New ground rules to help companies raise funds privately across Europe have been introduced as the EU financial industry seeks to reduce a reliance on banks and US investors.
Banks are traditionally the main source of corporate funding in Europe, but EU officials want to increase how much cash for companies is raised from markets, to make the region less vulnerable to banking shocks like the 2008-9 global crisis.
They are also seeking to keep money within the European financial system so it can aid the economy – and want a pan-European approach to give companies a wider pool of investors, to allow the region to compete with the bigger US market.
The new rules cover private placements, which are typically used by mid-sized companies and refer to securities like bonds sold privately to a select group of investors, or loans taken out from such groups.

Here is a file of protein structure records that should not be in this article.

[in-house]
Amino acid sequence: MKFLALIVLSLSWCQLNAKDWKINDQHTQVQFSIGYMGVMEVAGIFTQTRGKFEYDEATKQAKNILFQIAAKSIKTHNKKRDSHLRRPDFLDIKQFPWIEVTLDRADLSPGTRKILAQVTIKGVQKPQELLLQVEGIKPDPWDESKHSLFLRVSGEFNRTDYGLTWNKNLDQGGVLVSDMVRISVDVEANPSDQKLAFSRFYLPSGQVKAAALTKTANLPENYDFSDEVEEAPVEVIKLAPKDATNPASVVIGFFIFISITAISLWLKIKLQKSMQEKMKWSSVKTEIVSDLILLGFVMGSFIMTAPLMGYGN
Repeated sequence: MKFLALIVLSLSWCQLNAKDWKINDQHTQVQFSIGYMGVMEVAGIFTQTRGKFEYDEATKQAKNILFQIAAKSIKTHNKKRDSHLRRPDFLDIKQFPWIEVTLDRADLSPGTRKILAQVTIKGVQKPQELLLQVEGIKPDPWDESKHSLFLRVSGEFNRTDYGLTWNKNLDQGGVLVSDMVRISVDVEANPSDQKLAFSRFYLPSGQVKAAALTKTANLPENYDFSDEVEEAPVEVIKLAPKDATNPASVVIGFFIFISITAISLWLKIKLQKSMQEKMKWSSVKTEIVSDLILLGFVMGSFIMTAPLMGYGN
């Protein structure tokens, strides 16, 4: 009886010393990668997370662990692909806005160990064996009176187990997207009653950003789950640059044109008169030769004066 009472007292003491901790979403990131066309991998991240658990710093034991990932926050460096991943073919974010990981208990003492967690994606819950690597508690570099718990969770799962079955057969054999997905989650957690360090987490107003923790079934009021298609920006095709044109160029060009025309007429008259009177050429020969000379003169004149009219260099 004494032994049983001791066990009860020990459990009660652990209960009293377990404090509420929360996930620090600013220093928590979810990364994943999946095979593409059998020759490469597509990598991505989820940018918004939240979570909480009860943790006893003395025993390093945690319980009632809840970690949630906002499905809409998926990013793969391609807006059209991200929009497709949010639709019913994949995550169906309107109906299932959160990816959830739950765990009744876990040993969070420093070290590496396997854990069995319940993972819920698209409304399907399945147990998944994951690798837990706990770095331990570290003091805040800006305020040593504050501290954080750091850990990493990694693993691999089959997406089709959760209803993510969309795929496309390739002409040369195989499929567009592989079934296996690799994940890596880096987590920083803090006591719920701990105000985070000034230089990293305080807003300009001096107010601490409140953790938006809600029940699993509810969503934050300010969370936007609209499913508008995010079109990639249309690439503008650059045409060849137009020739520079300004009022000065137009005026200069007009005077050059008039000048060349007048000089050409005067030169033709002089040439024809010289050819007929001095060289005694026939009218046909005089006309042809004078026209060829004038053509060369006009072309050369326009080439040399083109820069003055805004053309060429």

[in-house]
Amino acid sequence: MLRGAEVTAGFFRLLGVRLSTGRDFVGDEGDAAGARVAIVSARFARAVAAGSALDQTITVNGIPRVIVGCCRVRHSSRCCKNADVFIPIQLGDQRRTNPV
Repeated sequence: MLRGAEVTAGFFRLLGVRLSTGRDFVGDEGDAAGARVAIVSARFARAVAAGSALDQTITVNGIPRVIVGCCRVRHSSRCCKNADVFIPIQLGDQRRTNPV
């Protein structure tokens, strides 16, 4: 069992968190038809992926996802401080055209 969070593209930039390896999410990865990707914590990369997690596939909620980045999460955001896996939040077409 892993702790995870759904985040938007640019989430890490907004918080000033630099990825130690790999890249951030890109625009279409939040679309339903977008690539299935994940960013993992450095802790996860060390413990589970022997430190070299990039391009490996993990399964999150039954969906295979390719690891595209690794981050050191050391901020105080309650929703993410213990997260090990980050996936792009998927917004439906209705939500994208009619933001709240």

Currently, rules differ on a national basis
The pan-European private placement working group, which groups several trade bodies, aims for its new guide for these transactions to become the main market reference, like similar templates for bond trades.
About €2.7 trillion of corporate debt will need to be refinanced by Europe’s 200,000 mid-sized companies over the next four years, research from Standard & Poor’s indicates.
The EU initiative, backed by the British government, the Bank of France and Bank of Italy, is all the more urgent as banks have been reining in lending as they focus on bolstering capital.
The guide lists the characteristics of a pan-European transaction, showing how it differs from other forms of debt, and setting out the roles and responsibilities of the borrower, investors and legal counsel.
It also lists key requirements such as information disclosures and due diligence.
Currently, rules differ on a national basis.
Next week the European Commission kicks off plans for a Capital Market Union aimed at making it easier for companies to raise cash to invest in growth and jobs.
The French and German domestic private placement markets issued about €15 billion of debt in 2013, the working group said, with a further €15.3 billion raised by European companies in the US private placement market.
The group includes the International Capital Market Association, the Association for Financial Markets in Europe, the Investment Association and a French private placement body.
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